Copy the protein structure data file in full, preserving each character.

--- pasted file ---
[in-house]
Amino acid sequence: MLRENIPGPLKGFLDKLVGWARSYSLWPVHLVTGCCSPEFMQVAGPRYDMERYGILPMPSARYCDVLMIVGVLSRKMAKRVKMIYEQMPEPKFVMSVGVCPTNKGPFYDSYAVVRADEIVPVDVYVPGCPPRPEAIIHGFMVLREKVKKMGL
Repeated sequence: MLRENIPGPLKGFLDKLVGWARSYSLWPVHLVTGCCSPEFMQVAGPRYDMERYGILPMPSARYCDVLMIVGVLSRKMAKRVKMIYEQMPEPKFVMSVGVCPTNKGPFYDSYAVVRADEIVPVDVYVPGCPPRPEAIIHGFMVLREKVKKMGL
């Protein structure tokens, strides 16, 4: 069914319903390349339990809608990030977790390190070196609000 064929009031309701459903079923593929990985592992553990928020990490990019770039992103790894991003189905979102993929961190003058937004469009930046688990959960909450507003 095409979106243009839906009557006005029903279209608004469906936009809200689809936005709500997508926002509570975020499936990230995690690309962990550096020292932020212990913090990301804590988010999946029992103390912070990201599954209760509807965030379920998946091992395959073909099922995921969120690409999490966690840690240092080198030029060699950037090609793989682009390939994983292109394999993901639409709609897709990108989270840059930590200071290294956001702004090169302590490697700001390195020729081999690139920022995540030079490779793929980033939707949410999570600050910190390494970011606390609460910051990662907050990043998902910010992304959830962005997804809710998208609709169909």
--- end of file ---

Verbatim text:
[in-house]
Amino acid sequence: MLRENIPGPLKGFLDKLVGWARSYSLWPVHLVTGCCSPEFMQVAGPRYDMERYGILPMPSARYCDVLMIVGVLSRKMAKRVKMIYEQMPEPKFVMSVGVCPTNKGPFYDSYAVVRADEIVPVDVYVPGCPPRPEAIIHGFMVLREKVKKMGL
Repeated sequence: MLRENIPGPLKGFLDKLVGWARSYSLWPVHLVTGCCSPEFMQVAGPRYDMERYGILPMPSARYCDVLMIVGVLSRKMAKRVKMIYEQMPEPKFVMSVGVCPTNKGPFYDSYAVVRADEIVPVDVYVPGCPPRPEAIIHGFMVLREKVKKMGL
């Protein structure tokens, strides 16, 4: 069914319903390349339990809608990030977790390190070196609000 064929009031309701459903079923593929990985592992553990928020990490990019770039992103790894991003189905979102993929961190003058937004469009930046688990959960909450507003 095409979106243009839906009557006005029903279209608004469906936009809200689809936005709500997508926002509570975020499936990230995690690309962990550096020292932020212990913090990301804590988010999946029992103390912070990201599954209760509807965030379920998946091992395959073909099922995921969120690409999490966690840690240092080198030029060699950037090609793989682009390939994983292109394999993901639409709609897709990108989270840059930590200071290294956001702004090169302590490697700001390195020729081999690139920022995540030079490779793929980033939707949410999570600050910190390494970011606390609460910051990662907050990043998902910010992304959830962005997804809710998208609709169909």